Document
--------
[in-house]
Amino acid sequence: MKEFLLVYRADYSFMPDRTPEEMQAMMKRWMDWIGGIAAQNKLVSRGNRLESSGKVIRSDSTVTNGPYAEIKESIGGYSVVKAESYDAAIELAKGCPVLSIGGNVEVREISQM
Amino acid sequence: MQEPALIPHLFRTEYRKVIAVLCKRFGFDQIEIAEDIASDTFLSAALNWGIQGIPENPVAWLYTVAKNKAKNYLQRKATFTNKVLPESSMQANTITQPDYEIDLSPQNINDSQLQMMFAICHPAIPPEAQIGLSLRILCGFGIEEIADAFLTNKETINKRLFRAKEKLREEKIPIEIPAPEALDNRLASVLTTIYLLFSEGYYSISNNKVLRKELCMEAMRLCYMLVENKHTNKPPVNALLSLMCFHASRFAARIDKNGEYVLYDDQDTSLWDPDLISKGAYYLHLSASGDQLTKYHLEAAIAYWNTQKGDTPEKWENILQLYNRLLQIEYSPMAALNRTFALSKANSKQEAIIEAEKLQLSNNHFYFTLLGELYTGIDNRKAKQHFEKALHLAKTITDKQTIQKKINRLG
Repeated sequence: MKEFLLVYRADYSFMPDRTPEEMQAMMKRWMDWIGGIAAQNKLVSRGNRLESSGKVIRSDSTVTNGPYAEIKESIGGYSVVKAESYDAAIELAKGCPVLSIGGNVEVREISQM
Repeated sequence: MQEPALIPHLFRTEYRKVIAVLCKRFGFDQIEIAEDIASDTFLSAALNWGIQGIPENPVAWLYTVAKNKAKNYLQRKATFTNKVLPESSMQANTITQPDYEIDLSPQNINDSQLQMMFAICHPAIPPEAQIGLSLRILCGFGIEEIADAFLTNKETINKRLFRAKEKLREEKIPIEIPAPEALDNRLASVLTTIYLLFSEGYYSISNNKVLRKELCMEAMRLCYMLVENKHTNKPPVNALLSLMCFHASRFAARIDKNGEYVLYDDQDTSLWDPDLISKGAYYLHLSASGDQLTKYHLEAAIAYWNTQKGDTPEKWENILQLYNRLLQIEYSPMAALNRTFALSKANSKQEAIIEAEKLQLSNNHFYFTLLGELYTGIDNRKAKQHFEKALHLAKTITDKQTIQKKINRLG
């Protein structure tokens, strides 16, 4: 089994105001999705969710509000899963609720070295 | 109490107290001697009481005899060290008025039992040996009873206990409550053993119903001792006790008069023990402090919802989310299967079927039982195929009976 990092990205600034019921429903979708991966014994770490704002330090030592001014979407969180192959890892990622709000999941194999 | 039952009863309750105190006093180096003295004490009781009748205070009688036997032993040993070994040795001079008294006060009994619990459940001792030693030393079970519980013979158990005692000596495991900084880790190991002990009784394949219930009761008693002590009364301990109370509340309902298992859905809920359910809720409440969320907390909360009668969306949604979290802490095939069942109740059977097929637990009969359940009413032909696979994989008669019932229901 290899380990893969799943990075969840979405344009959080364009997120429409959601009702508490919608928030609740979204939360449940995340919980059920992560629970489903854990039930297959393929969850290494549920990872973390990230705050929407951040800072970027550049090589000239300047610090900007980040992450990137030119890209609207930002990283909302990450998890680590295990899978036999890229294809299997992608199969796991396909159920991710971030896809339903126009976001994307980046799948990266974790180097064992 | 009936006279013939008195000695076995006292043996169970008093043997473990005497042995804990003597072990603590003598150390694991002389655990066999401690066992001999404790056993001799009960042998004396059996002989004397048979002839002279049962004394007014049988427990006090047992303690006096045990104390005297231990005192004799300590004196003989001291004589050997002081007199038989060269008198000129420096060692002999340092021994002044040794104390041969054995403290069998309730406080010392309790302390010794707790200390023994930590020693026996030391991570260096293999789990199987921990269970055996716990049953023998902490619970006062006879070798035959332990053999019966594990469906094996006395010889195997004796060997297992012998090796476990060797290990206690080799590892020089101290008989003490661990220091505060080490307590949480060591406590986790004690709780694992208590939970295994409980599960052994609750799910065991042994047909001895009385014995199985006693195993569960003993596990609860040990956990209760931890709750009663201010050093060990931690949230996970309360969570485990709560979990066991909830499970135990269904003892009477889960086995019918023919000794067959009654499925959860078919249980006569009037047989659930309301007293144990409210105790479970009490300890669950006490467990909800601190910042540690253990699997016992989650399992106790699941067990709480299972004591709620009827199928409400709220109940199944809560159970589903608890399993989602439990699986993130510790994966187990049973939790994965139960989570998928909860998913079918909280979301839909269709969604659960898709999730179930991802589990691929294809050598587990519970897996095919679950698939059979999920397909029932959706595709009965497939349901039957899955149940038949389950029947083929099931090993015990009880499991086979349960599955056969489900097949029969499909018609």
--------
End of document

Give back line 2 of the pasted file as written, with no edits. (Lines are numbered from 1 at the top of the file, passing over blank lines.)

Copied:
Amino acid sequence: MKEFLLVYRADYSFMPDRTPEEMQAMMKRWMDWIGGIAAQNKLVSRGNRLESSGKVIRSDSTVTNGPYAEIKESIGGYSVVKAESYDAAIELAKGCPVLSIGGNVEVREISQM